The bestselling true story of a Texas congressman’s secret role in the Afghan defeat of Russian invaders is “a tour de force of reporting and writing” (Dan Rather).
 
A New York Times, Washington Post, and Los Angeles Times bestseller.
 
Charlie Wilson’s penchant for cocktails and beauty-contest winners was well known, but in the early 1980s, the dilettante congressman quietly conducted one of the most successful covert operations in US history. Using his seat on the House Appropriations Committee, Wilson channeled hundreds of millions of dollars to support a ragged band of Afghan “freedom fighters” in their resistance against Soviet invaders.
 
Weapons were secretly procured and distributed with the help of an outcast CIA operative named Gust Avrakotos, who stretched the agency’s rules to the breaking point. Moving from the back rooms of Washington to secret chambers at Langley, and from arms-dealers’ conventions to the Khyber Pass, Wilson and Avrakotos helped the mujahideen win an unlikely victory against the Russians.
 
Adapted into a film starring Tom Hanks, Julia Roberts, and Philip Seymour Hoffman, Charlie Wilson’s War chronicles an overlooked chapter in the collapse of the Soviet Union—and the emergence of a brand-new foe in the form of radical Islam.
 
“Put the Tom Clancy clones back on the shelf; this covert-ops chronicle is practically impossible to put down. No thriller writer would dare invent Wilson.” —Publishers Weekly
 
“An engaging, well-written, newsworthy study of practical politics and its sometimes unlikely players, and one with plenty of implications.” —Kirkus Reviews
This revelatory and dramatic history of disinformation traces the rise of secret organized deception operations from the interwar period to contemporary internet troll farms

We live in the age of disinformation—of organized deception. Spy agencies pour vast resources into hacking, leaking, and forging data, often with the goal of weakening the very foundation of liberal democracy: trust in facts. Thomas Rid, a renowned expert on technology and national security, was one of the first to sound the alarm. Even before the 2016 election, he warned that Russian military intelligence was “carefully planning and timing a high-stakes political campaign" to disrupt the democratic process. But as crafty as such so-called active measures have become, they are not new.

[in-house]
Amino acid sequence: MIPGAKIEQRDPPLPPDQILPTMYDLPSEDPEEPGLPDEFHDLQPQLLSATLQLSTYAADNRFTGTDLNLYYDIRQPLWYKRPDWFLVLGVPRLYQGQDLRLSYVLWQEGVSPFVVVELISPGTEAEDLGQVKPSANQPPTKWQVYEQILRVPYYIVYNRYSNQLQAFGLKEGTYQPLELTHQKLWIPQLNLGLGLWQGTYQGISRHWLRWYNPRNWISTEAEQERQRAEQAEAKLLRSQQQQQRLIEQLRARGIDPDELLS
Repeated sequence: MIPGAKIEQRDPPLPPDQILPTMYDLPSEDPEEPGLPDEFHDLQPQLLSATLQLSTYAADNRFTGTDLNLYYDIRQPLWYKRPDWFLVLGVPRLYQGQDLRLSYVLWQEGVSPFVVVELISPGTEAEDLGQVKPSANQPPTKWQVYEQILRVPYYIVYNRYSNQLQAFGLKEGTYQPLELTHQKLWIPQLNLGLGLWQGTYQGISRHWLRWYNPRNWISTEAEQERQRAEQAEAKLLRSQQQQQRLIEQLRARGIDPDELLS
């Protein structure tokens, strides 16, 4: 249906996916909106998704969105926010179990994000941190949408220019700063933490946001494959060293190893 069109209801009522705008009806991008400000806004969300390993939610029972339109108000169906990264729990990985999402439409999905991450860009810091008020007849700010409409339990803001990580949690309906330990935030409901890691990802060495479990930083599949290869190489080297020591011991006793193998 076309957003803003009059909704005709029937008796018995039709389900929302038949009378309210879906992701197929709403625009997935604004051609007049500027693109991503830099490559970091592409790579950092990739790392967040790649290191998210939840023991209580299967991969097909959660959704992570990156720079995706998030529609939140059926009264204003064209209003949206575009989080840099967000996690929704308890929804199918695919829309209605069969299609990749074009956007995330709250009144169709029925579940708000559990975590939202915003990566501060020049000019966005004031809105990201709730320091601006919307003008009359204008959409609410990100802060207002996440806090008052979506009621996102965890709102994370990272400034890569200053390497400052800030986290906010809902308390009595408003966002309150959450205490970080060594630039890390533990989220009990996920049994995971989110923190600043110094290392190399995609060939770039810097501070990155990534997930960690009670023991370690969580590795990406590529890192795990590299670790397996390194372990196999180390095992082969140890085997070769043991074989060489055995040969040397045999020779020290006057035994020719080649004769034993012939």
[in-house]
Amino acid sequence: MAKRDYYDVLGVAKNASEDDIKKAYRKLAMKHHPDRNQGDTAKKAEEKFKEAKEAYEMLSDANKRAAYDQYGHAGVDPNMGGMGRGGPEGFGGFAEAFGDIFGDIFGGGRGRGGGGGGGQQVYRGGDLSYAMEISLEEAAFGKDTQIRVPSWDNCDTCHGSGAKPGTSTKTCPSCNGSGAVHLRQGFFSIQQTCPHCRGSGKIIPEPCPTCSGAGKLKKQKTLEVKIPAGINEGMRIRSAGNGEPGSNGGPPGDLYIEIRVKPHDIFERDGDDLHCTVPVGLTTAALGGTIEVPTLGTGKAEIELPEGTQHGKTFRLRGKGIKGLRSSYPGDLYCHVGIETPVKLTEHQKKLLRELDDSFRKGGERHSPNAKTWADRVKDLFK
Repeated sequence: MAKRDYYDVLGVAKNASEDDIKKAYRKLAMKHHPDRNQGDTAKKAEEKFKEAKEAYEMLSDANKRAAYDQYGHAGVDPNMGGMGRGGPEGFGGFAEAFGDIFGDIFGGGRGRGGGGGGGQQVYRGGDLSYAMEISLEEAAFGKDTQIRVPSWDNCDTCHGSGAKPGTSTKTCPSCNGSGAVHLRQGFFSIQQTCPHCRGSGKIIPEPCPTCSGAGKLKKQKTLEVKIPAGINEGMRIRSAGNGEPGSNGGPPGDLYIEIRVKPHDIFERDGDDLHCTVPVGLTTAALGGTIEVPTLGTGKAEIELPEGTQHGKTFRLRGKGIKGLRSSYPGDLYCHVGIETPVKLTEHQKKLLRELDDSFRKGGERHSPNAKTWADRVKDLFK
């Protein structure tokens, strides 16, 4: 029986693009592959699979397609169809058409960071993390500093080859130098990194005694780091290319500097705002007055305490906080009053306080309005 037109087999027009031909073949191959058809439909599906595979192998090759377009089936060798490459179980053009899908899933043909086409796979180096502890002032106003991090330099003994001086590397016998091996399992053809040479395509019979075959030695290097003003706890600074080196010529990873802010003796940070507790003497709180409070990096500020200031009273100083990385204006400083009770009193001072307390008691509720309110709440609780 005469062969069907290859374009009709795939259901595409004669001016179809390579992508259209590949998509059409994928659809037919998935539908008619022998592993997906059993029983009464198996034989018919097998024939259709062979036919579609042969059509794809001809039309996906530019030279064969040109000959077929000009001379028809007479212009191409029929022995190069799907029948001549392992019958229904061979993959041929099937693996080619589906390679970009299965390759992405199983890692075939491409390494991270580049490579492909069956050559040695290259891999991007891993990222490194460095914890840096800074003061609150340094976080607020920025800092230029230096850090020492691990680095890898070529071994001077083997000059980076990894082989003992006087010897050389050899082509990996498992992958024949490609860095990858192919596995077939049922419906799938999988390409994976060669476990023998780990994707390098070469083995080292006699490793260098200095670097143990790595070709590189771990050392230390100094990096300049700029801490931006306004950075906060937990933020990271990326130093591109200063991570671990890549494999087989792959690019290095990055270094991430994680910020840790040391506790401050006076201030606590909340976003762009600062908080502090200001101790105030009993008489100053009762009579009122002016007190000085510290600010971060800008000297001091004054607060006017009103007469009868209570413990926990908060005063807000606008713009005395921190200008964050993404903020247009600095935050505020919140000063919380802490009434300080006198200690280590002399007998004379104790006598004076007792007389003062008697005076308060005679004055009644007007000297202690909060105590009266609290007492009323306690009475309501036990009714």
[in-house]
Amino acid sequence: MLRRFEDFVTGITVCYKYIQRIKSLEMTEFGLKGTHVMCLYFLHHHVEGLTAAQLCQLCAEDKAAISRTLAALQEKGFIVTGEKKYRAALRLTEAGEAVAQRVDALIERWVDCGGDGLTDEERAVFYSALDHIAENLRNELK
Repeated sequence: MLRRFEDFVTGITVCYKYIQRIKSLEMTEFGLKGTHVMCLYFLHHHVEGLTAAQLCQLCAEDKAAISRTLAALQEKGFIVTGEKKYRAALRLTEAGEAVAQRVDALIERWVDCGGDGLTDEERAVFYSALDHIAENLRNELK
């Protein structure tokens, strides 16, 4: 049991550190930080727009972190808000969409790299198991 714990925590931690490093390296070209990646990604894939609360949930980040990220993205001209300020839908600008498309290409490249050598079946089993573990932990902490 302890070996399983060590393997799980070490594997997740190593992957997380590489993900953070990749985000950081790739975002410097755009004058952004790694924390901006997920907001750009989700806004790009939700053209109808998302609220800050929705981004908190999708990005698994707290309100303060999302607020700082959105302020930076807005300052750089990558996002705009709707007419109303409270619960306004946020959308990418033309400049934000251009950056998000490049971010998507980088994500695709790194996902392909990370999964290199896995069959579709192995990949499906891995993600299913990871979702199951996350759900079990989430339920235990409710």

The story of modern disinformation begins with the post-Russian Revolution clash between communism and capitalism, which would come to define the Cold War. In Active Measures, Rid reveals startling intelligence and security secrets from materials written in more than ten languages across several nations, and from interviews with current and former operatives. He exposes the disturbing yet colorful history of professional, organized lying, revealing for the first time some of the century’s most significant operations—many of them nearly beyond belief. A White Russian ploy backfires and brings down a New York police commissioner; a KGB-engineered, anti-Semitic hate campaign creeps back across the Berlin Wall; the CIA backs a fake publishing empire, run by a former Wehrmacht U-boat commander, that produces Germany’s best jazz magazine. Rid tracks the rise of leaking, and shows how spies began to exploit emerging internet culture many years before WikiLeaks. Finally, he sheds new light on the 2016 election, especially the role of the infamous “troll farm” in St. Petersburg as well as a much more harmful attack that unfolded in the shadows.

Active Measures takes the reader on a guided tour deep into a vast hall of mirrors old and new, pointing to a future of engineered polarization, more active and less measured—but also offering the tools to cut through the deception.

Winner of the 2018 National Book Critics Circle Award for Nonfiction

Longlisted for the 2018 National Book Award for Nonfiction

From the Pulitzer Prize-winning author of Ghost Wars, the epic and enthralling story of America's intelligence, military, and diplomatic efforts to defeat Al Qaeda and the Taliban in Afghanistan and Pakistan since 9/11